BACKGROUND: As life expectancy in sickle cell disease (SCD) has continued to increase, chronic diseases are playing a bigger role in morbidity and mortality in this population. SCD nephropathy is a known risk factor for early mortality, and risk of death increases with worsening glomerular filtration rate (GFR) (Elmariah et al. 2014; Platt et al. 1994). Glomerular ischemia, hyperfiltration, and hyposthenuria characterize the renal dysfunction found in SCD, but the natural history of and risk factors contributing to progression of disease remain unclear. Potential markers of SCD nephropathy, such as anemia severity, hemolytic rate, blood pressure (BP), and albuminuria, have been studied with varied conclusions (Aoki and Saad 1995; Asnani et al. 2016; Elmariah et al. 2014; Falk et al. 1992; Guasch et al. 2006; Gurkan et al. 2010). Our recent work also identified two variant alleles (“G1” and “G2”) of the APOL1 gene as risk factors for SCD nephropathy (Ashley-Koch et al. 2011). We sought to evaluate clinical, laboratory, and genetic predictors of SCD nephropathy progression in a longitudinal SCD cohort.
METHODS: We performed a chart review of 280 adults (age ≥18 at enrollment) with SCD followed regularly at the Duke University Medical Center and enrolled in a previously well-described study (Elmariah et al. 2014). All outpatient laboratory data were collected using the data extraction tool DEDUCE (Duke Enterprise Data Unified Content Explorer), and descriptive data were collected at time of enrollment and at most recent outpatient follow-up. APOL1 variants were genotyped as previously described (Ashley-Koch et al. 2011). Estimated GFR was calculated using both the extended MDRD and the CKD-EPI equations (Levey et al. 1999; Levey et al. 2009). CKD and hyperfiltration were defined as GFR <60 and >130 mL/min/1.73 m2, respectively. Statistical analysis was performed using SAS (SAS Systems, Cary, NC).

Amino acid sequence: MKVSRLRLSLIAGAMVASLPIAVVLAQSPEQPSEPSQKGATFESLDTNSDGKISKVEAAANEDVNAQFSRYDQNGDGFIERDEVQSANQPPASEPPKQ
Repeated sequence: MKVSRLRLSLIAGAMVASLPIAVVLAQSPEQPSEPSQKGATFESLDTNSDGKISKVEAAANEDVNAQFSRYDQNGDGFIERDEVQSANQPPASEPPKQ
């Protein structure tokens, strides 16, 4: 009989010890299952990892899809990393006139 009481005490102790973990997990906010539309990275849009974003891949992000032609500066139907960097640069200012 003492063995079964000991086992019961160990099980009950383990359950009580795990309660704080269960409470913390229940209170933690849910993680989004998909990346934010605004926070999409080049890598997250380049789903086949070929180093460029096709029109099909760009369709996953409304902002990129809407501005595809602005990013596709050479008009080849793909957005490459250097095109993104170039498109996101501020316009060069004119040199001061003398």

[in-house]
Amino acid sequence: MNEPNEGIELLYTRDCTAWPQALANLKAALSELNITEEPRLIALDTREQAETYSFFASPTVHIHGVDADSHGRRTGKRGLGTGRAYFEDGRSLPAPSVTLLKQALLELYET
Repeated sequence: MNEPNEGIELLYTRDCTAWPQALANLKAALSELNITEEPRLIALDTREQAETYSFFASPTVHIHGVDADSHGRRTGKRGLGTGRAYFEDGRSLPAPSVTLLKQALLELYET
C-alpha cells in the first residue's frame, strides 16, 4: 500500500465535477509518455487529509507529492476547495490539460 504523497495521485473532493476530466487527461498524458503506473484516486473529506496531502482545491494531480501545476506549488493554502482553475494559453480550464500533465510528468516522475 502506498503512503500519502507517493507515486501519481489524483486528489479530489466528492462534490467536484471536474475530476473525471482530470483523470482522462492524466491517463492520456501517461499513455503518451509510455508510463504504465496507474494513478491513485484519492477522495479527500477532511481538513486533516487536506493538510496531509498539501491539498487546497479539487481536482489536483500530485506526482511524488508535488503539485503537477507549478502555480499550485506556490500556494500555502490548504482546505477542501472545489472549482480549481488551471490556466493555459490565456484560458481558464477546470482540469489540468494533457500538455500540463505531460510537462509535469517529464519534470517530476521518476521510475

RESULTS: Mean age at enrollment was 33.3 years, and mean baseline GFR was 148.6 mL/min/1.73 m2 by MDRD and 127 mL/min/1.73 m2 by CKD-EPI (see Table 1 for baseline characteristics). Results from the two equations correlated well for GFRs in the low to normal range but diverged for GFRs over ~150 mL/min/1.73 m2, with MDRD producing a wider range (Fig. 1). Given the high prevalence of hyperfiltration in our cohort, we chose to perform further analyses using CKD-EPI. Baseline GFR was associated with baseline proteinuria (p<0.0001), hemoglobinuria (p<0.0001), Hb level (p=0.03), platelet count (p<0.0001), reticulocyte count (p=0.03), bilirubin (p<0.0001), systolic BP (p=0.0003), diastolic BP (p<0.0001), and the APOL1 G1 allele (p=0.02). To characterize the pattern of progression of SCD nephropathy, we then identified 183 subjects with at least 5 years of follow-up and ≥3 outpatient GFR measurements in order to calculate a rate of GFR decline. There were no statistically significant differences in baseline characteristics for the two cohorts (Table 1). The mean rate of GFR decline was 2.5 ± 5.6 mL/min/1.73 m2 per year, higher than the 1.27 mL/min/1.73 m2 estimated annual GFR decline in African Americans in the general population (Young et al. 2016).
We then defined a composite outcome of SCD nephropathy as either rapid rate of GFR decline (>3 mL/min/1.73 m2 per year, (Peralta et al. 2013; Young et al. 2016)), or incident CKD during the follow-up period. Seventy-three subjects (40%) developed nephropathy as thus defined. Using multivariable logistic regression modeling, with baseline GFR as a covariate, we found that lower baseline Hb (p=0.008), baseline proteinuria (p=0.01), higher reticulocyte count (p=0.03), and higher LDH (p=0.02) were all positive predictors of nephropathy. Baseline hemoglobinuria, white blood cell count, platelet count, bilirubin, BP, BMI, and APOL1 variants did not predict nephropathy. Subjects with hyperfiltration physiology at baseline also did not have a higher incidence of nephropathy over 5 years of follow up.
DISCUSSION: Our results highlight the rapid rate of GFR decline and the high prevalence of hyperfiltration in adults with SCD, while not showing a correlation between the two. Proteinuria and markers of a higher hemolytic rate, among other measures, were most predictive of a rapid GFR decline. Additional investigation into the longitudinal trajectory of SCD nephropathy and potential interventions targeted to slowing the rate of GFR decline may improve outcomes in SCD.
No relevant conflicts of interest to declare.